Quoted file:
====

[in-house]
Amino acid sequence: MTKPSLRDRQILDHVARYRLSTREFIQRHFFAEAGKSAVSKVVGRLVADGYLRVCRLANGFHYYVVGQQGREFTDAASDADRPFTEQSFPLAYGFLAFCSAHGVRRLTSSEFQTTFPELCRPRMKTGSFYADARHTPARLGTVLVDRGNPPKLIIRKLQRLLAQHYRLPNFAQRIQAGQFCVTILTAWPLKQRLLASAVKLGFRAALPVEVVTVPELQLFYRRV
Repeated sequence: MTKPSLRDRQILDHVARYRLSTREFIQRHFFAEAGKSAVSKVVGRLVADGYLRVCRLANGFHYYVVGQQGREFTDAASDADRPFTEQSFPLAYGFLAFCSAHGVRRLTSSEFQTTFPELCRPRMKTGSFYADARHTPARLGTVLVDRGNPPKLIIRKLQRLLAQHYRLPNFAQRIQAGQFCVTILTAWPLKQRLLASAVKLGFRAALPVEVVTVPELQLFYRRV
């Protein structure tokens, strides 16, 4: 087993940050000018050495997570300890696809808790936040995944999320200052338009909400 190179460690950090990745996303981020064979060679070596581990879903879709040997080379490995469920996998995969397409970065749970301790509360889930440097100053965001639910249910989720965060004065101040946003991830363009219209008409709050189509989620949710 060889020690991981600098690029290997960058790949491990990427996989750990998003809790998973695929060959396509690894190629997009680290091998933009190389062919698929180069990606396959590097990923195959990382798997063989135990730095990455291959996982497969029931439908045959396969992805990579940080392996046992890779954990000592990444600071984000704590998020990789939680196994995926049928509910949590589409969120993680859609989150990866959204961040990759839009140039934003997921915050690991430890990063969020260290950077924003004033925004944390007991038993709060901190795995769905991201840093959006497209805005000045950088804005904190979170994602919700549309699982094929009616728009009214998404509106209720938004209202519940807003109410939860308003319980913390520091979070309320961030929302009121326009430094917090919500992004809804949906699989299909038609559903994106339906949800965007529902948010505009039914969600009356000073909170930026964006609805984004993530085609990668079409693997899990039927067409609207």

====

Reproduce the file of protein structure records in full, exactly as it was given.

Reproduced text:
[in-house]
Amino acid sequence: MTKPSLRDRQILDHVARYRLSTREFIQRHFFAEAGKSAVSKVVGRLVADGYLRVCRLANGFHYYVVGQQGREFTDAASDADRPFTEQSFPLAYGFLAFCSAHGVRRLTSSEFQTTFPELCRPRMKTGSFYADARHTPARLGTVLVDRGNPPKLIIRKLQRLLAQHYRLPNFAQRIQAGQFCVTILTAWPLKQRLLASAVKLGFRAALPVEVVTVPELQLFYRRV
Repeated sequence: MTKPSLRDRQILDHVARYRLSTREFIQRHFFAEAGKSAVSKVVGRLVADGYLRVCRLANGFHYYVVGQQGREFTDAASDADRPFTEQSFPLAYGFLAFCSAHGVRRLTSSEFQTTFPELCRPRMKTGSFYADARHTPARLGTVLVDRGNPPKLIIRKLQRLLAQHYRLPNFAQRIQAGQFCVTILTAWPLKQRLLASAVKLGFRAALPVEVVTVPELQLFYRRV
């Protein structure tokens, strides 16, 4: 087993940050000018050495997570300890696809808790936040995944999320200052338009909400 190179460690950090990745996303981020064979060679070596581990879903879709040997080379490995469920996998995969397409970065749970301790509360889930440097100053965001639910249910989720965060004065101040946003991830363009219209008409709050189509989620949710 060889020690991981600098690029290997960058790949491990990427996989750990998003809790998973695929060959396509690894190629997009680290091998933009190389062919698929180069990606396959590097990923195959990382798997063989135990730095990455291959996982497969029931439908045959396969992805990579940080392996046992890779954990000592990444600071984000704590998020990789939680196994995926049928509910949590589409969120993680859609989150990866959204961040990759839009140039934003997921915050690991430890990063969020260290950077924003004033925004944390007991038993709060901190795995769905991201840093959006497209805005000045950088804005904190979170994602919700549309699982094929009616728009009214998404509106209720938004209202519940807003109410939860308003319980913390520091979070309320961030929302009121326009430094917090919500992004809804949906699989299909038609559903994106339906949800965007529902948010505009039914969600009356000073909170930026964006609805984004993530085609990668079409693997899990039927067409609207």